Chances are you are reading this post on your tablet or smartphone while catching up on the final season of Mad Men, watching the latest Modern Family episode, or rooting for the Rangers in the Stanley Cup playoffs. According to research, over half of Americans use a second screen such as a laptop, desktop, tablet or smartphone while watching television.
Screen-stacking is another step in the evolution of how households consume media. The explosion of smartphones and tablets is not just challenging the TV for screen-time, but they are changing how audiences interact with their TV. This offers both significant challenges and tremendous opportunities for advertisers looking to connect with audiences.
There is no question, screen-stacking distracts consumers from their TV screen and leads to less engagement with what they are viewing. Research identifies general browsing, web searching, and shopping as the main activities of second-screeners. The NFL noted recently that 60%-70% of fans use another device while watching a game (guilty as charged!). Even live sporting events – the most bulletproof of traditional TV – are competing for people’s attention.
Yet, second-screens can also be a powerful tool to connect people to what they are watching on the TV screen. According to the 2014 Nielsen Digital Consumer Report, viewers often use their second-screen to interact with what they are seeing on their TV screens. That’s transforming watching TV from a passive entertainment experience to a more fully interactive experience. According to Nielsen, viewers report using their second-screens to:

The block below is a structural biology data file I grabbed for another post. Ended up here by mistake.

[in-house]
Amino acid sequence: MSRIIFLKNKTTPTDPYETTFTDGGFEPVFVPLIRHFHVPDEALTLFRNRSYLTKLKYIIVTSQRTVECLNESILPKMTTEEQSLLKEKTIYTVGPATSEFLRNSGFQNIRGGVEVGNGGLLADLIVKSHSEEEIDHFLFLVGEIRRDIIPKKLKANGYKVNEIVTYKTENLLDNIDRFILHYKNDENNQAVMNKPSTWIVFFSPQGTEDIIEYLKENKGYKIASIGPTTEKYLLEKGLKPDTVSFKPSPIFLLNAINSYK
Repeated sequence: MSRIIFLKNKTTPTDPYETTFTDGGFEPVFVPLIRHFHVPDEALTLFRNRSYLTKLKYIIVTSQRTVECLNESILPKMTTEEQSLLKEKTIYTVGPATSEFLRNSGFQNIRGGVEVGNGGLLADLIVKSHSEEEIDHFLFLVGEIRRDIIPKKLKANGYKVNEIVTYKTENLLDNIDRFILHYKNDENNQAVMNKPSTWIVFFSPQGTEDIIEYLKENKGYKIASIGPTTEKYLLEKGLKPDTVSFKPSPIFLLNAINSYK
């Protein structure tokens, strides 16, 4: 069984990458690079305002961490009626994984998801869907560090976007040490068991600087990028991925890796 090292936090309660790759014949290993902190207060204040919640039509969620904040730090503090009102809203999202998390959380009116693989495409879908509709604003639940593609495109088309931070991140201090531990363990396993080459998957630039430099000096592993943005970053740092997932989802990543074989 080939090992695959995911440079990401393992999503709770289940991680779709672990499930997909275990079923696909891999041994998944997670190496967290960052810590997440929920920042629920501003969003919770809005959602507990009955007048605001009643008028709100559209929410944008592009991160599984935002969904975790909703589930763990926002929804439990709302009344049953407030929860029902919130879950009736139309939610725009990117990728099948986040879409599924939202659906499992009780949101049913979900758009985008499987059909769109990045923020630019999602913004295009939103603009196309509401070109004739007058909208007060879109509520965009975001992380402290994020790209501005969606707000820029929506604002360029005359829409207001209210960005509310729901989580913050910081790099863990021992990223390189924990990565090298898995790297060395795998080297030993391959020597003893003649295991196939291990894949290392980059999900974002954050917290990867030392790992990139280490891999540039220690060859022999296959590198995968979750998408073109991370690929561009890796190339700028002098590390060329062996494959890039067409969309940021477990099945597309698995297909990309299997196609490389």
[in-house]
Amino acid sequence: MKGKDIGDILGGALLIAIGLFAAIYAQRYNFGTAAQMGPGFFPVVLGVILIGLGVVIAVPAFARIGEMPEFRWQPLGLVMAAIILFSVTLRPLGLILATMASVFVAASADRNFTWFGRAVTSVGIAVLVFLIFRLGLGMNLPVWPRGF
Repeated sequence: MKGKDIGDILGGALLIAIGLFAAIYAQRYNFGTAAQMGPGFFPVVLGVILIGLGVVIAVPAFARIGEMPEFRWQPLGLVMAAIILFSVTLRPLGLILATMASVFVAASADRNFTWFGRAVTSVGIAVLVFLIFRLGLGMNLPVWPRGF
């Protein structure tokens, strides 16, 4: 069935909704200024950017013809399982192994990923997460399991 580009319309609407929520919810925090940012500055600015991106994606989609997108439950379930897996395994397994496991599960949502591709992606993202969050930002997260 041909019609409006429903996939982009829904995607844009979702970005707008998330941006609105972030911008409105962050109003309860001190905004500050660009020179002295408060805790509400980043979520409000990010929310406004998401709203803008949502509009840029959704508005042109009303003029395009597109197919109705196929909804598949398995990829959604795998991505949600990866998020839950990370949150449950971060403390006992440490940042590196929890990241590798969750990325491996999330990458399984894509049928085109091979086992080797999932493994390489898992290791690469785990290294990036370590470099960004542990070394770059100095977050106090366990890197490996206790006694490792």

- Look up info on actors, plotlines, athletes (41% tablet / 29% smartphone)
- Email/text friends about the program (23% tablet / 29% smartphone)
- Read discussions about TV programs on social media sites (18% tablet / 12% smartphone)
- Buy a product being advertised (14% tablet / 7% smartphone)
- Vote or send a comment to a live program (12% tablet / 9% smartphone)
How can marketers leverage screen-stacking to deliver messaging? A recent TNS report  identified four types of second-screeners and offered helpful hints on how to connect with these consumers:
- Leaders – screen stack to stay connected. Use them to engage with and promote your brand.
- Observers – screen stack to digest as much information as possible. Ensure they have enough information about your brand.
- Connectors – see social media as the Internet and draw their information from those platforms. Capture their attention and get them talking.
- Functionals – still “watch TV” and least likely to stack. Your brand comes from traditional TV messaging.
Heading into 2016, look for smart campaigns to harness the power of the second screen to engage target audiences and expand information about a candidate’s background or issue positions. With more messages than a traditional 30 second ad, second screens create conversations that connect supporters, generate excitement, and engage activists.
Now, back to the game.
 Source: TNS 7/2014